Can Indonesia Avoid Confrontation With China? OpEd


China’s engagement in the Indian Ocean has raised an alarm for the region. Military activities – developing nuclear submarines and anchoring warships in several ports – could cause some countries to increase their awareness. India and the West, especially the United States (US), have responded to China’s growing moves by accelerating their cooperation and communication.

Geographically, the Indian Ocean is a strategic water. As reported by the Carnegie Endowment for International Peace in 2022,  over 80 percent of the world’s total maritime oil is processed via the waters. In addition, the Indian Ocean is a spot to the three main choke points, ranging from the Strait of Malacca to the Strait of Bab-el-Mandeb. Since Xi Jinping’s era, China has secured its economic influx. Hence, for those reasons, China’s presence is reasonable. 

The Pentagon, the US military unit, released a report that shows the increasing number of China’s military units and predicts it could grow to 395 by 2025 and 435 ships by 2030. Beijing’s efforts to dominate the waters could be seen in its foreign policy called “String of Pearls,” a strategic policy to enhance China’s position by controlling the ports. In 2017, for the first time, China built a dock in Djibouti, a horn of Africa. It has been debatable by some scholars with various arguments. Chinese scholars said with the port, China could give and send humanitarian assistance to some underdeveloped countries in crisis. However, Western scholars, who are skeptical, argue that it was China’s foremost step to control the world. 

In the domestic structure, after a long time of missing out, President Xi replaced his Ministry of Defense Li Shangfu with Dong Jun, who has experience in the conflicting issue, and he was a former navy commander. China is the only state with diplomatic relations with the Indian Ocean nations – Sri Lanka, Maldives, Mauritius, Seychelles, Madagascar, and Coromos. The Chinese foreign minister, Wang Yi, embarked in January 2022 to Morono, the Capital of Comoros, to talk about bilateral ties. In recent years, China’s navy conducted the Sea Guardians joint maritime exercise in the northern Arabian Sea. In addition, China’s spy ship Shi-Yan 6 anchored in Sri Lanka, which was controversial. The Sri Lankan government said China’s ships do not have permission. 

Indonesia’s Steps

China’s engagement in the waters could be an alarm to Indonesia. For Indonesia, the Indian Ocean is very prominent in the increasing economic sector. Hence, Indonesia should take some policies regarding China’s military activities. A study written by Brewster argues that China could be a new hegemony in that area, conflicting with the West and India.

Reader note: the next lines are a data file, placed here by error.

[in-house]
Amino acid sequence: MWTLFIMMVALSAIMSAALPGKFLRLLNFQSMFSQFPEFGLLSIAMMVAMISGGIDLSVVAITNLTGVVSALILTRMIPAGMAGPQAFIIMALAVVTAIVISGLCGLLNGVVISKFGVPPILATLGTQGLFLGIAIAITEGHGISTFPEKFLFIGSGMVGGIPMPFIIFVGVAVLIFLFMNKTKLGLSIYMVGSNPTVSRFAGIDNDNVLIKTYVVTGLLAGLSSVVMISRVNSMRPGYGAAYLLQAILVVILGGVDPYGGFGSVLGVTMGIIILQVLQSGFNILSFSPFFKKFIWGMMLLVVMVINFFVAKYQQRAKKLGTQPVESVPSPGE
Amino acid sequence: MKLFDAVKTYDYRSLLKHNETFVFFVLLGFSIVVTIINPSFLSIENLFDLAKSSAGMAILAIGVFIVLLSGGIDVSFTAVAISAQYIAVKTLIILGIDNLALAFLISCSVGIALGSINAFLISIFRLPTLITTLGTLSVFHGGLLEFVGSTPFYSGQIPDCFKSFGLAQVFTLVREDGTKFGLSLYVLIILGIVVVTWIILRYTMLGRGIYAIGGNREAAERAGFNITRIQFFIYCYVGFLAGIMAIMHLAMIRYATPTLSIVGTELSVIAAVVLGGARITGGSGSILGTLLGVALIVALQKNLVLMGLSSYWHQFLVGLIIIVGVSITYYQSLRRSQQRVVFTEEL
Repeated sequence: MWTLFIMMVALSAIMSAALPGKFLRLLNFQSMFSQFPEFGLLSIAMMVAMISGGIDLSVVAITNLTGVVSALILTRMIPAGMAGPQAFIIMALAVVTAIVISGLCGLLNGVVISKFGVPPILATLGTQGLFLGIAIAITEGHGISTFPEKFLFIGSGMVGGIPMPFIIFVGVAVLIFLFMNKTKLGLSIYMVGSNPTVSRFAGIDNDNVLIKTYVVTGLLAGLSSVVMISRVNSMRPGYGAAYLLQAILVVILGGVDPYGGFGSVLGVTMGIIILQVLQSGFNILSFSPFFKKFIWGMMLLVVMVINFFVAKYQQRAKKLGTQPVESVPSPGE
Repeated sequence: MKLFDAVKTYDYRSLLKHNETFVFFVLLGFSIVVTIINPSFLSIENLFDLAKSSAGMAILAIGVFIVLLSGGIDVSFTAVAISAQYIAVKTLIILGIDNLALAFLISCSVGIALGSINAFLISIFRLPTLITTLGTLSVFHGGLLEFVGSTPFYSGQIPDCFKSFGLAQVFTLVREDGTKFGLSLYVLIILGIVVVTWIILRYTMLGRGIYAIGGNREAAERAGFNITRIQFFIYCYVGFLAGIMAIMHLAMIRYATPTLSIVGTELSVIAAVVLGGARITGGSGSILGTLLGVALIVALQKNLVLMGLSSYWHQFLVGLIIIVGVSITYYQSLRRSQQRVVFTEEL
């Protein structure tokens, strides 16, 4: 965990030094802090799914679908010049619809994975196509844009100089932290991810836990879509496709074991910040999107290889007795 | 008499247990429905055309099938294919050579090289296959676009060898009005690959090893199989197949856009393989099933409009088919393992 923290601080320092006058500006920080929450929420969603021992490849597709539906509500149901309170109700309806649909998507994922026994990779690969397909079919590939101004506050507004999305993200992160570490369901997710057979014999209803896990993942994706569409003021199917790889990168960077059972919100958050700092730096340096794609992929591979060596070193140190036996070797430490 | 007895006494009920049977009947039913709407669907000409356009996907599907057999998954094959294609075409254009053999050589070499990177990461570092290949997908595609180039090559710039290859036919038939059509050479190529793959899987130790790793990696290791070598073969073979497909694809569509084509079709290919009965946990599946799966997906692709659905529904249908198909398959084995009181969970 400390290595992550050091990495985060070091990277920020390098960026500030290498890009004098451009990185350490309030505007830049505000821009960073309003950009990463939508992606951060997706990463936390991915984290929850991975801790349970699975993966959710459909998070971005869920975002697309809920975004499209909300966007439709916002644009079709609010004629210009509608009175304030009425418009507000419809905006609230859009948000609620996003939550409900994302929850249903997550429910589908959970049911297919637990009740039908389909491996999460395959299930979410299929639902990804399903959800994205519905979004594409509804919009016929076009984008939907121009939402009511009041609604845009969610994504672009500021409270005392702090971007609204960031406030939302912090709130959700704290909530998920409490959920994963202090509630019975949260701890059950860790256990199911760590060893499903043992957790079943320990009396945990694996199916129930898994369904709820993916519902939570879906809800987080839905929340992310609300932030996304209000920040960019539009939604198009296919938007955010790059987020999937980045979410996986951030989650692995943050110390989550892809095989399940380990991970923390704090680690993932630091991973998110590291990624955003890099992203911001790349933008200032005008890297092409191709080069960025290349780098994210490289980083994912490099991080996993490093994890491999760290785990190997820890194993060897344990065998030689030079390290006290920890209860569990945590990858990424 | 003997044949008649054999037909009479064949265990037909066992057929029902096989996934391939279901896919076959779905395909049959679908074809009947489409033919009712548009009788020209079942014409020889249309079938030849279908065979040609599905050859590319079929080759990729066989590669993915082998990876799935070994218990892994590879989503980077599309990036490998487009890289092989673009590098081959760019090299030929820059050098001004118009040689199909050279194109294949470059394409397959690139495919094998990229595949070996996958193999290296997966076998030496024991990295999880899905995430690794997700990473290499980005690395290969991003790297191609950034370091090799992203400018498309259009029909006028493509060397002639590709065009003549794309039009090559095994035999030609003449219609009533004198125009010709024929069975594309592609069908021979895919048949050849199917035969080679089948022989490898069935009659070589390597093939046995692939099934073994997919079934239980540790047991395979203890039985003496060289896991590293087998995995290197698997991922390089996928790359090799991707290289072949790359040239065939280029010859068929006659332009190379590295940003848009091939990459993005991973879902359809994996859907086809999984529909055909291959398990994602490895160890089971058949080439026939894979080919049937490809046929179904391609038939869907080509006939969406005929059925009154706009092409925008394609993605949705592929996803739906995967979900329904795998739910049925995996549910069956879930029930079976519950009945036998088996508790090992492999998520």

First, Indonesia should increase military cooperation with the traditional powers; India could be one of its examples. Since 2016, both leaders of the countries – Modi and Jokowi – have shared the same views on maritime security. Jokowi introduced the Global Maritime Fulcrum in 2014, and Modi introduced Security and Growth for All in the Region (SAGAR). In their recent maritime cooperation, both countries agreed to establish maritime connectivity between the Andaman and Nicobar, and Aceh. India also assisted Indonesia in advancing a port on Sabang Island for an epitome of maritime link. In 2018, the Indian Coast Guard agency and Bakamla cooperated in holding a high-level meeting to strengthen maritime law enforcement. 

In October 2023, two Indian Navy ships and two Indian Coast Guard vessels arrived in Indonesia to conduct some military training and exercises. Indonesia and India, again, shared some views on China’s move. Both parties likely agreed that to negotiate with China, they need an extra effort – Indonesia has a conflict with China in the North Natuna; India has a conflict with China in Ladakh. Indonesia also reflected on its dispute with China, which was never solved. 

Second, to secure its sovereignty, Indonesia could speak firmly and loudly to revive Indonesia’s foreign policy doctrine, free and active. This doctrine not only consists of Indonesia’s neutral position but Indonesia’s stand on peace. Indonesia already has done this in the Israel-Palestine conflict and the Ukraine-Russia conflict. In the mid of 2022, for example, President Jokowi and his delegations went to Ukraine and Russia to meet the leaders to reduce the escalation of the conflict. 

Third, increase military activities (navy) in some crucial cities near the Indian Ocean, like Lampung and Aceh. In this part, Indonesia’s policy has been very narrow. For example, Indonesia initiated the Indonesian Maritime Security Agency (Bakamla) in 2014, which has generated some operations around the waters. On January 18, 2023, Bakamla’s report showed several movements by Chinese ships Xiang Yang Hong. However, since being established, Bakamla has been facing some hurdles, such as a limited budget to increase its capability and capacity. 

M Habib Pashya

M Habib Pashya is a Master's student at Universitas Gadjah Mada (UGM). His research focuses on China's foreign policy, Indonesia's foreign policy, and US-Taiwan-China relations.

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